A picture is really worth a 1000 words when it comes to Alzheimer’s patients

May 1st, 2009 - 2:42 pm ICT by ANI  

Washington, May 1 (ANI): They say a picture is worth a thousand words - and in case of patients suffering from mild Alzheimer’s disease, the saying seems to work.

A new study from Boston University School of Medicine has shown that pictures allow patients with very mild Alzheimer’s disease (AD) to better recognize and identify a subject as compared to using just words.

Mild cognitive impairment (MCI) has been conceptualized as a transitional stage between healthy aging and Alzheimer’s disease (AD).

The amnestic subtype of MCI has received a great deal of attention as it has been associated with an estimated tenfold increase in Alzheimer’s disease compared to age-matched controls with no cognitive impairment.

During the study, the researchers conducted separate recognition memory tests of words and pictures. They also recorded high density event-related potentials (ERPs) during memory retrieval.

These ERPs allow researchers to understand the underlying brain activity associated with certain cognitive processes.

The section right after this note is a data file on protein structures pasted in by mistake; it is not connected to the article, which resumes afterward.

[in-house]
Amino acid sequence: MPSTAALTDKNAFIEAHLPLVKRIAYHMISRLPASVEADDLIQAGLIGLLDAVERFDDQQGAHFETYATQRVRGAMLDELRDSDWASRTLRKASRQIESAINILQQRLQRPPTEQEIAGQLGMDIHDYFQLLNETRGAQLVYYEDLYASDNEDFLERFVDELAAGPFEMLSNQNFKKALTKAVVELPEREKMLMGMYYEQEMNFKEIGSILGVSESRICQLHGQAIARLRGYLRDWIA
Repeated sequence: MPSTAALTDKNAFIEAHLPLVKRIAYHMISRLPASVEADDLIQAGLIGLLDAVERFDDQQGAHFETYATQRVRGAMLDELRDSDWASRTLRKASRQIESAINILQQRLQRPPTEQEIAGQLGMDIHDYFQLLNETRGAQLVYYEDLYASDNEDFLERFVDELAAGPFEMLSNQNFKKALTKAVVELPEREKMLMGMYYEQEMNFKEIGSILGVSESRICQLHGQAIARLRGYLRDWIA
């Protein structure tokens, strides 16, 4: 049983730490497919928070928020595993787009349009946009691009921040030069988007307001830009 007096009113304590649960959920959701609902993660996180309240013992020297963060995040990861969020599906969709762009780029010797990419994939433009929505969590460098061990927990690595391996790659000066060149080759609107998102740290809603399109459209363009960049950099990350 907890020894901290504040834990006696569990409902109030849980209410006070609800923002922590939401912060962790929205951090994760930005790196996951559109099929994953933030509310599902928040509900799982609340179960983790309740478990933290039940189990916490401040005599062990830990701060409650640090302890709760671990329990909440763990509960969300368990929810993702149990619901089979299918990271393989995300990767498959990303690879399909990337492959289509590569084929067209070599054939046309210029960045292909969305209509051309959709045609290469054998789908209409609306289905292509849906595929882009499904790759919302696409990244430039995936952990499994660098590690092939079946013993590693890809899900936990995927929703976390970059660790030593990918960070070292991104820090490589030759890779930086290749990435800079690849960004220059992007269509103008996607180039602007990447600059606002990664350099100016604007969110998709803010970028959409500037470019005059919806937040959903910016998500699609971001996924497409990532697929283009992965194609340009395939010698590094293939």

The study showed that frontally based ERP components typically associated with memorial familiarity and post-retrieval monitoring were similar between both groups for retrieval of pictures.

However, these components were diminished in the patient group during the retrieval of words.

“The results suggested that patients with very mild Alzheimer’s, or amnestic mild cognitive impairment, were able to rely on intact frontally-based cognitive processes, such as implicit conceptual priming and explicit memorial familiarity, to remember pictures,” said study author Dr Brandon Ally, an assistant professor of neurology at BUSM.

According to the researchers, this is a novel finding with regards to how people conceptualize memory retrieval, particularly in patients with dementia.

“Perhaps there is more of an interaction of implicit and explicit memory processes than we once thought, and patients with mild AD can successfully use implicit memory, or memory without conscious awareness, to support recognition,” they said.

“Overall, the current results have shown that pictures and words differentially affect how memorial decisions are made in patients with aMCI,” said Alley.

“Pictures have a clear memorial advantage over words, but the debate as to why is far from settled,” he added.

These findings appear in the current issue of the journal Neuropsychologia. (ANI)

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